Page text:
These days, there are plenty of quasi-open-source projects where the source is available, but it is held on a tight leash. The phrase “open-source” is simply used as a marketing tool but does not represent the actual scenario. It is even worse when proprietary tools promote a so-called “open-source” ecosystem of modules and plugins. These projects are liars.

The good news is that it is easy nowadays to open-source a project. Being a good maintainer is another story, but open-sourcing things is a good start.

The deployment process should be independently verifiable

Once software is developed in an open-source manner and uses open-data formats, it has to be deployed onto a machine. This can be simple as compiling it on a computer, downloading a binary, or running it as a network-accessed service. This deployment process represents an opportunity for a malicious actor to modify the software to their own ends.

Therefore, we need to check that the software we are running is true to the open-source code that we have inspected. In some cases, you can simply compile it yourself, and then you are sure to use the version of the software that the codebase describes. You will first need to obtain the source code using methods that cannot be compromised - this can be through open source and open data protocols such as git, or by verifying that a package matches a precomputed hash, or are signed by developers. Many Linux distributions offer this feature.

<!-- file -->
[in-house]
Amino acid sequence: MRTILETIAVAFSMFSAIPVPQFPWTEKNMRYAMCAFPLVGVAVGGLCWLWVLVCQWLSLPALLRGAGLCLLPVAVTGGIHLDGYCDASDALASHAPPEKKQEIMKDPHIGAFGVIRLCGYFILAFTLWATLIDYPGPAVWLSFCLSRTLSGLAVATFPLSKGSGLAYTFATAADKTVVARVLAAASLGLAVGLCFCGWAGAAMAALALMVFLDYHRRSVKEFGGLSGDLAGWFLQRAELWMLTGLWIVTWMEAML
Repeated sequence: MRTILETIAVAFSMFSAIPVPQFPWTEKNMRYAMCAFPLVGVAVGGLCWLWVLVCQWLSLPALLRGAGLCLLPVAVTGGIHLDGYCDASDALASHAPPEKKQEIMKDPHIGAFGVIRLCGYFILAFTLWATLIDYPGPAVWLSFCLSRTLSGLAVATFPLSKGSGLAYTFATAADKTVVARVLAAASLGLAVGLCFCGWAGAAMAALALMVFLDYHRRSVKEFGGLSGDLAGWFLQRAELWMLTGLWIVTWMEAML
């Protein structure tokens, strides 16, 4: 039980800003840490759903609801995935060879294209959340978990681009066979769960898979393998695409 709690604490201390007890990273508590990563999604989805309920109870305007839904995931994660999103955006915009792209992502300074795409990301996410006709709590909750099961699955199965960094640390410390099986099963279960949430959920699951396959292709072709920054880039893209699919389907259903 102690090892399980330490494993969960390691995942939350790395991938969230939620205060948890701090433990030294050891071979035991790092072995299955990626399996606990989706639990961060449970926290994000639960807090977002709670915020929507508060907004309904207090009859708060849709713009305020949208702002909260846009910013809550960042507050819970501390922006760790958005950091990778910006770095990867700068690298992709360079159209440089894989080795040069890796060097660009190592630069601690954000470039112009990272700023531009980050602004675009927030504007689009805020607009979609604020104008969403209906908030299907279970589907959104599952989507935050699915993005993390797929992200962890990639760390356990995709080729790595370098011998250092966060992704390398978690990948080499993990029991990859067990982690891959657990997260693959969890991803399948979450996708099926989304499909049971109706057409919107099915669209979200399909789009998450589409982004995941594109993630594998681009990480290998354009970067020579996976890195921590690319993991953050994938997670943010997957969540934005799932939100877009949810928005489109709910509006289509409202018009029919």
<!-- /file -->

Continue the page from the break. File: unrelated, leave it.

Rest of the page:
If you are downloading a binary, things become harder. A level of verification can still be determined using hashing and signing, but it is less trustworthy than the ability to compile the source yourself. Software projects that have lengthy, complex, build procedures that discourage the public to build from source are doing a disservice to user rights.

Some software is not deployed on your machine at all. This describes most services we access on the internet. Unless you run your own email server, it is unlikely that you have verified that your email provider only runs the necessary software for email processing, and doesn’t run other proprietary tools or store secret non-open data for other purposes that you are unaware of.

It is technically possible to solve this problem, using crowd-distributed deployment processes where multiple parties verify the validity of the deployment, similar to how blockchain works. However, although technically possible, it is a waste of resources.

Other strategies we can muse upon are run-time hashes which expose build-time procedures and dependencies, or third-party deployment inspections, but again, these are complex.